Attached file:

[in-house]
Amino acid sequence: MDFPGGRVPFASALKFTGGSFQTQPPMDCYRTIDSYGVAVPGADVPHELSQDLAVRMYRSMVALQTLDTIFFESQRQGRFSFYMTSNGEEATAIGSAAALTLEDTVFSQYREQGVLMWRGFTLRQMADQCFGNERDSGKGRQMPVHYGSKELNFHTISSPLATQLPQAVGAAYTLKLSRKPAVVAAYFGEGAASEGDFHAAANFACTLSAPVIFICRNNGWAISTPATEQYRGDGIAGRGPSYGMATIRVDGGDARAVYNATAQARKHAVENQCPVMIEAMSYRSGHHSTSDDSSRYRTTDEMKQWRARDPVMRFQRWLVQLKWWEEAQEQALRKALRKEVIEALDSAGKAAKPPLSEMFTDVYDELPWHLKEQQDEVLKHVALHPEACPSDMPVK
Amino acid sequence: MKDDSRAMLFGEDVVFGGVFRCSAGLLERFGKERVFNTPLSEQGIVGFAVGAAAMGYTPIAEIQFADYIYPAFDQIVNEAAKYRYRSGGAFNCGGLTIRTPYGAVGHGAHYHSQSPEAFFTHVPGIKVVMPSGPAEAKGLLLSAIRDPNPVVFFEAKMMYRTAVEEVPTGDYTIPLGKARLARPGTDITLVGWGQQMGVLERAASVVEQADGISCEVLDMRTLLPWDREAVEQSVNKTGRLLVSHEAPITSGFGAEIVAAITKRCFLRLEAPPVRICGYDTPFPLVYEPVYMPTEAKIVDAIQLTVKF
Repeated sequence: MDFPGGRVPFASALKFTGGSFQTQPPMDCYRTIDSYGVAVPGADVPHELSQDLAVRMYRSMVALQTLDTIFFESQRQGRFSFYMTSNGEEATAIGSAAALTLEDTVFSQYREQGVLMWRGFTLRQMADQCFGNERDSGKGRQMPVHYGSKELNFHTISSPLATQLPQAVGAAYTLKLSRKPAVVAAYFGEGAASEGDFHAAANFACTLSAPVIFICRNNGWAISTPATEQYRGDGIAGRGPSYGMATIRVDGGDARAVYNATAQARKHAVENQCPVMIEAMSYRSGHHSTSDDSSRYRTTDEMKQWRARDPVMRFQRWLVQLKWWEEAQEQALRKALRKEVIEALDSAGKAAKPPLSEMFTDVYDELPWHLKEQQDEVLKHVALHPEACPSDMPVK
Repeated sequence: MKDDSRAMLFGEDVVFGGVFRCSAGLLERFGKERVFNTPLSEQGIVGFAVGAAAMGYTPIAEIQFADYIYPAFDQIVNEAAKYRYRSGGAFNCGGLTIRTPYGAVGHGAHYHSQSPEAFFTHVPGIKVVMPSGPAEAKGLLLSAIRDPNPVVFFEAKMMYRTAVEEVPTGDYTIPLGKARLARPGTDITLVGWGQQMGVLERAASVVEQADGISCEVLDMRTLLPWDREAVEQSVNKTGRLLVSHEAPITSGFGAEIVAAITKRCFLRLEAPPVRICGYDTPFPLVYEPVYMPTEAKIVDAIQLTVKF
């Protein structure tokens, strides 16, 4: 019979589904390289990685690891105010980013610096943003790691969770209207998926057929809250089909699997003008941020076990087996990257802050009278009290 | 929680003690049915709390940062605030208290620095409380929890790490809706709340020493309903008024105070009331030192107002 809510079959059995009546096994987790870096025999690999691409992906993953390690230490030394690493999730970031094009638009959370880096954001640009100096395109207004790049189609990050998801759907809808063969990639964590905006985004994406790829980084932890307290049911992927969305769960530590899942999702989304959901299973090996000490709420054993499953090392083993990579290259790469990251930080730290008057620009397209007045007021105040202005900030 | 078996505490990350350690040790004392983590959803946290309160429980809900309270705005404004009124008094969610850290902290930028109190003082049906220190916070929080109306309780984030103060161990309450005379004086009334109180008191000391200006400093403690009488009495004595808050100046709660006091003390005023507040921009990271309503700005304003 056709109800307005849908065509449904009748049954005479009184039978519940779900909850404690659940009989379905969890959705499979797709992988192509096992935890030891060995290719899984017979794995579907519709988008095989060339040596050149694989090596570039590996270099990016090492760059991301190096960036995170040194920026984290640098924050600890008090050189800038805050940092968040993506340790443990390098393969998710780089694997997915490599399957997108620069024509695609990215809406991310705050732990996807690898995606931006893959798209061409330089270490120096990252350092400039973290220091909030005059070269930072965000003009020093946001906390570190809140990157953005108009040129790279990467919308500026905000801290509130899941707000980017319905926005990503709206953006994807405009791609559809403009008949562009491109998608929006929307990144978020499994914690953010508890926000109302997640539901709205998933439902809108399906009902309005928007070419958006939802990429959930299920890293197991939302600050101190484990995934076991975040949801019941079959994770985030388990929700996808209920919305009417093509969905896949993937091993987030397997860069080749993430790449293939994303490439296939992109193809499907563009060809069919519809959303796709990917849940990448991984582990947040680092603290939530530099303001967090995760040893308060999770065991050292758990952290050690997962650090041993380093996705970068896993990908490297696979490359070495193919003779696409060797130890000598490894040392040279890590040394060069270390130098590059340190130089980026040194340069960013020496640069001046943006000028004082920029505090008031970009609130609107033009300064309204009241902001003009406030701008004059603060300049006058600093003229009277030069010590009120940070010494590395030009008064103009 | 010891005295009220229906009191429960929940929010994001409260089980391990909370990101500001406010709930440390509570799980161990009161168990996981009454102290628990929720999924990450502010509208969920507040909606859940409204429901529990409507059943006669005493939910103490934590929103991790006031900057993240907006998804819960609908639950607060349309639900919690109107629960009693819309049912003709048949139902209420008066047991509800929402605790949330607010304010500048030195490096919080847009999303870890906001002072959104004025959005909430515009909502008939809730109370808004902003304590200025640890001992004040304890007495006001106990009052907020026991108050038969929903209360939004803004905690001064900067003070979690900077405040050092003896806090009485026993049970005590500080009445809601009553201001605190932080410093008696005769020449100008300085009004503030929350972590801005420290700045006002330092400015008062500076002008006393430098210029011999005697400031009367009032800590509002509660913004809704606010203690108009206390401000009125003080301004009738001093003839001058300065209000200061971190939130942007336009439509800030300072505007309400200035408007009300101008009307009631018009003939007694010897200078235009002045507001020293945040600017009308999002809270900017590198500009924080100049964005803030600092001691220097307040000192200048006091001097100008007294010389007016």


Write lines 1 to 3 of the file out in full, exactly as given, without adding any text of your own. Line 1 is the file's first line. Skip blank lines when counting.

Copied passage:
[in-house]
Amino acid sequence: MDFPGGRVPFASALKFTGGSFQTQPPMDCYRTIDSYGVAVPGADVPHELSQDLAVRMYRSMVALQTLDTIFFESQRQGRFSFYMTSNGEEATAIGSAAALTLEDTVFSQYREQGVLMWRGFTLRQMADQCFGNERDSGKGRQMPVHYGSKELNFHTISSPLATQLPQAVGAAYTLKLSRKPAVVAAYFGEGAASEGDFHAAANFACTLSAPVIFICRNNGWAISTPATEQYRGDGIAGRGPSYGMATIRVDGGDARAVYNATAQARKHAVENQCPVMIEAMSYRSGHHSTSDDSSRYRTTDEMKQWRARDPVMRFQRWLVQLKWWEEAQEQALRKALRKEVIEALDSAGKAAKPPLSEMFTDVYDELPWHLKEQQDEVLKHVALHPEACPSDMPVK
Amino acid sequence: MKDDSRAMLFGEDVVFGGVFRCSAGLLERFGKERVFNTPLSEQGIVGFAVGAAAMGYTPIAEIQFADYIYPAFDQIVNEAAKYRYRSGGAFNCGGLTIRTPYGAVGHGAHYHSQSPEAFFTHVPGIKVVMPSGPAEAKGLLLSAIRDPNPVVFFEAKMMYRTAVEEVPTGDYTIPLGKARLARPGTDITLVGWGQQMGVLERAASVVEQADGISCEVLDMRTLLPWDREAVEQSVNKTGRLLVSHEAPITSGFGAEIVAAITKRCFLRLEAPPVRICGYDTPFPLVYEPVYMPTEAKIVDAIQLTVKF